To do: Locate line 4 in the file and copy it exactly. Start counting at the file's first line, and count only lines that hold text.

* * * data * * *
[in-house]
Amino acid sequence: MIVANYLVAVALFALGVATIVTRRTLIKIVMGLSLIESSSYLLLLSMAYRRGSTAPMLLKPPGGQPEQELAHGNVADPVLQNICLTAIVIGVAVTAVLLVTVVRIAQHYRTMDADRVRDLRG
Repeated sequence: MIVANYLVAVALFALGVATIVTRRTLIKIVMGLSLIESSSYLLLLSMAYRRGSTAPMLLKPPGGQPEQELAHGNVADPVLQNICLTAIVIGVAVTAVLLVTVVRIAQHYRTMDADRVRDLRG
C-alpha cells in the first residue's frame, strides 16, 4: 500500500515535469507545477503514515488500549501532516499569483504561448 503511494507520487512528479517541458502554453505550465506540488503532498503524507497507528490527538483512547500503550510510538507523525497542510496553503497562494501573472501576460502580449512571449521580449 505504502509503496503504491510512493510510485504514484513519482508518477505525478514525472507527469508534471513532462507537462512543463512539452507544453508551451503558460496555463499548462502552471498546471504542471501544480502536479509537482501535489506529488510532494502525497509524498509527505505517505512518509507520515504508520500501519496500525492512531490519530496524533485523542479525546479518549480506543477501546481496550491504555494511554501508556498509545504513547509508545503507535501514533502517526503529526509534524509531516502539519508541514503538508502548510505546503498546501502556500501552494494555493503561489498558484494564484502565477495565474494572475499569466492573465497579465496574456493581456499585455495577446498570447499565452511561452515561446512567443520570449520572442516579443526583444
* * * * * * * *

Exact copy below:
C-alpha cells in the first residue's frame, strides 16, 4: 500500500515535469507545477503514515488500549501532516499569483504561448 503511494507520487512528479517541458502554453505550465506540488503532498503524507497507528490527538483512547500503550510510538507523525497542510496553503497562494501573472501576460502580449512571449521580449 505504502509503496503504491510512493510510485504514484513519482508518477505525478514525472507527469508534471513532462507537462512543463512539452507544453508551451503558460496555463499548462502552471498546471504542471501544480502536479509537482501535489506529488510532494502525497509524498509527505505517505512518509507520515504508520500501519496500525492512531490519530496524533485523542479525546479518549480506543477501546481496550491504555494511554501508556498509545504513547509508545503507535501514533502517526503529526509534524509531516502539519508541514503538508502548510505546503498546501502556500501552494494555493503561489498558484494564484502565477495565474494572475499569466492573465497579465496574456493581456499585455495577446498570447499565452511561452515561446512567443520570449520572442516579443526583444